Education as an Equalizer

Mary Ellen Atkins ’68 attributes the confidence she gained as a Salve student as the foundation for her professional career and personal life. These lessons played a vital role in shaping the person she is today and encouraged her decision to give back to her alma mater with a planned gift.

“I have a firm belief in education,” she said. “I believe that it is a great equalizer allowing for upward mobility. There are many students at Salve in need and the bequest I made will help somebody be able to afford their education.”

Atkins grew up in Newport with parents who encouraged her to pursue her college degree despite the limited options available to her and her family at the time. Salve offered the ideal solution, allowing her to commute to school while working to pay her tuition. When Atkins attended Salve in the late 1960s, there were many commuter students, which made her feel welcome and provided a sense of togetherness and camaraderie.

Atkins studied chemistry and mathematics, but she had not always seen herself taking that path. As a freshman, she took chemistry with Sister Mary Philemon, who approached her about becoming a chemistry major. At the time, Atkins was not confident in her skills to do the required math, but Sister Philemon said, “Oh yes you can!” The confidence she gained from the Sisters of Mercy while attending Salve followed her for the rest of her life, and she attributes it as one of the most important things she carried away from Salve.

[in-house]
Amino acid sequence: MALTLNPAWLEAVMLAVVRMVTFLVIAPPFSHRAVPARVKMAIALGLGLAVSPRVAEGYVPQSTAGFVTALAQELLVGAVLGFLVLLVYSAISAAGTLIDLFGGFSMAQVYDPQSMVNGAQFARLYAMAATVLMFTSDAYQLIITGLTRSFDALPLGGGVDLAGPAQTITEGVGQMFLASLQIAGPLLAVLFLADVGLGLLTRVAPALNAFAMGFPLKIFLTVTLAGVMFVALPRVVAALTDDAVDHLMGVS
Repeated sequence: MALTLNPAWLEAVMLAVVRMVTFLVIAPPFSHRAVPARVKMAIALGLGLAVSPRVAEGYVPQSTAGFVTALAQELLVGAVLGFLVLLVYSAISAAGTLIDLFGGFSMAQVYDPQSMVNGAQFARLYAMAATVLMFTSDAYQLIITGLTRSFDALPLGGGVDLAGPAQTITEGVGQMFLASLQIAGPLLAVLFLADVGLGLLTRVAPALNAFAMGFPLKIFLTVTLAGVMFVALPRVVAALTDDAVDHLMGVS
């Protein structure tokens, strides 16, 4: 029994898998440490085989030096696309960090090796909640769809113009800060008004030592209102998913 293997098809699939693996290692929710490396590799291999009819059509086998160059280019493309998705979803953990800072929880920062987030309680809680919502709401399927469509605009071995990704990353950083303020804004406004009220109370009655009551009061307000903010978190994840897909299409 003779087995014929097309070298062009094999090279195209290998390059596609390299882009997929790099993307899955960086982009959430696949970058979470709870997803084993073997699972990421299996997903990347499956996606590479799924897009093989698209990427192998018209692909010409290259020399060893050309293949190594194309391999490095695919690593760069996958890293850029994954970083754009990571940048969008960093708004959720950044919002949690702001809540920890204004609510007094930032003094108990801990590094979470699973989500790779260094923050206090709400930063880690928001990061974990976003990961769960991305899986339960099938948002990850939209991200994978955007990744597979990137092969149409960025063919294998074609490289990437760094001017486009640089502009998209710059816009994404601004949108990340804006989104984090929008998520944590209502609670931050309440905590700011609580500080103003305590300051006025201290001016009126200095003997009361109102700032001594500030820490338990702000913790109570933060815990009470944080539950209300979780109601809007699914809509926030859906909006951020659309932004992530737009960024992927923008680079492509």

In addition to studying chemistry and math and being a part of the Commuters Club, Atkins was a member of the basketball team through the Women’s Recreation Association on campus. She recalls wonderful memories of traveling to away games with her teammates, sometimes driving as far as New Hampshire.

After her time at Salve, Atkins entered a career in education, teaching math for one year in Virginia and then working in the Newport Public Schools for 33 years, eventually becoming the head of the science department at Rogers High School. Her career brought her full circle when she started working as an adjunct professor at Salve, teaching physical science.

When Atkins thought about the legacy she wanted to leave, she decided to include Salve in her estate plans. She has made a bequest to express her appreciation for what the University has provided her in terms of education, encouragement, self-confidence and the amazing friendships she formed that she still cherishes.

“I have a special place in my heart for Salve and I think as you get older, you start thinking about those things,” she said. “I would encourage other alumni to consider what Salve has helped them to realize throughout their lives.”